Ikegobo altar (Front view)
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Item : Ikegobo altar, Picture : Front view (approx. 23 Kbytes)


This ikegobo altar was used by the Edo during rituals linked with the ikenga cult. Ikenga is the embodiment of traditional male leadership and power. The shrine expressed their personal spirit or chi, a source of strength and courage. Ikenga visualizes the authority of leadership : the ability to sit in judgment and be a warrior-chief. An ikenga typically received offerings as farm produce (sacrifices for the yam deity, ifejioku), prayers to the physical power (the power of the right hand and arm, the obo, and the right hand cult, aka nri, literally « hand of the food »), and stands for personal determination (ivri) in warrior secret society.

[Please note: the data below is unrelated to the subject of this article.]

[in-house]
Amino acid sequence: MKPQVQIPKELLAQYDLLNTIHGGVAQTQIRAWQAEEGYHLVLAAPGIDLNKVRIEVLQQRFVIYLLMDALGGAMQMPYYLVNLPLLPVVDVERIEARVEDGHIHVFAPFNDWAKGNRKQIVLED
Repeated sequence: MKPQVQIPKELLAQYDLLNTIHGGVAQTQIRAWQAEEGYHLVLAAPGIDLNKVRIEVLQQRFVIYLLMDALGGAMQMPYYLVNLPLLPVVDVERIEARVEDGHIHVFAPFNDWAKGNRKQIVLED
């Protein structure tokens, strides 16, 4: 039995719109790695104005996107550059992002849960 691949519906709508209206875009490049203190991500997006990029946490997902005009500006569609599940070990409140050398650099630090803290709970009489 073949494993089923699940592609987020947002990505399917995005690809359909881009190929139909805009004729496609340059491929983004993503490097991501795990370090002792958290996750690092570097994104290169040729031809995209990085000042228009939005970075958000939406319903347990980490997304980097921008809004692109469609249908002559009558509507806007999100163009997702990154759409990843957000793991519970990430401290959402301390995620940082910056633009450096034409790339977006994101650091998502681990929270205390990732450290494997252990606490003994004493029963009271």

Such altar is protected from the profane world of the outside, the village, in the family sanctuary and shrines within. It could be seen as a « shrine within a shrine », symbolizing the okpossi (representing one's personal spirit or chi) in addition to the ikenga cult.
Probably 17th / 18th century.

Object #4242

Origin :

Nigeria (Northern area of the Niger Delta)

Type :

Ritual items

Ethnic group :

Edo

Material :

Wood, sacrificial materials

Size :

W = 7.8 inches; H = 4 inches

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